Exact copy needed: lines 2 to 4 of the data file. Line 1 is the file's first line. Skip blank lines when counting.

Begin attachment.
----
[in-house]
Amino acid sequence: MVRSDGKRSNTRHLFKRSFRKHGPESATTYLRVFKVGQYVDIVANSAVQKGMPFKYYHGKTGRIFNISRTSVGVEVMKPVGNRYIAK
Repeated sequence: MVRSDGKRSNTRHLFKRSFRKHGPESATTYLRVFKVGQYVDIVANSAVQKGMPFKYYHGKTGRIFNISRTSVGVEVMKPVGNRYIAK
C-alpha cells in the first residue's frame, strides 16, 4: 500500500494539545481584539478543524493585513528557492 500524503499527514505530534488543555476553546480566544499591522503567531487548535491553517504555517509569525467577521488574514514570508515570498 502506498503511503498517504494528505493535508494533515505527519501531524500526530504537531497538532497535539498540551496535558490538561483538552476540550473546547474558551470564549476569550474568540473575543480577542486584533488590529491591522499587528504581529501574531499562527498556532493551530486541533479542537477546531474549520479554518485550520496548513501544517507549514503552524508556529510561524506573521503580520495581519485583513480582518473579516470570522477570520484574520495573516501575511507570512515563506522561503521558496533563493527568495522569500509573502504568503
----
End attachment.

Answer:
Amino acid sequence: MVRSDGKRSNTRHLFKRSFRKHGPESATTYLRVFKVGQYVDIVANSAVQKGMPFKYYHGKTGRIFNISRTSVGVEVMKPVGNRYIAK
Repeated sequence: MVRSDGKRSNTRHLFKRSFRKHGPESATTYLRVFKVGQYVDIVANSAVQKGMPFKYYHGKTGRIFNISRTSVGVEVMKPVGNRYIAK
C-alpha cells in the first residue's frame, strides 16, 4: 500500500494539545481584539478543524493585513528557492 500524503499527514505530534488543555476553546480566544499591522503567531487548535491553517504555517509569525467577521488574514514570508515570498 502506498503511503498517504494528505493535508494533515505527519501531524500526530504537531497538532497535539498540551496535558490538561483538552476540550473546547474558551470564549476569550474568540473575543480577542486584533488590529491591522499587528504581529501574531499562527498556532493551530486541533479542537477546531474549520479554518485550520496548513501544517507549514503552524508556529510561524506573521503580520495581519485583513480582518473579516470570522477570520484574520495573516501575511507570512515563506522561503521558496533563493527568495522569500509573502504568503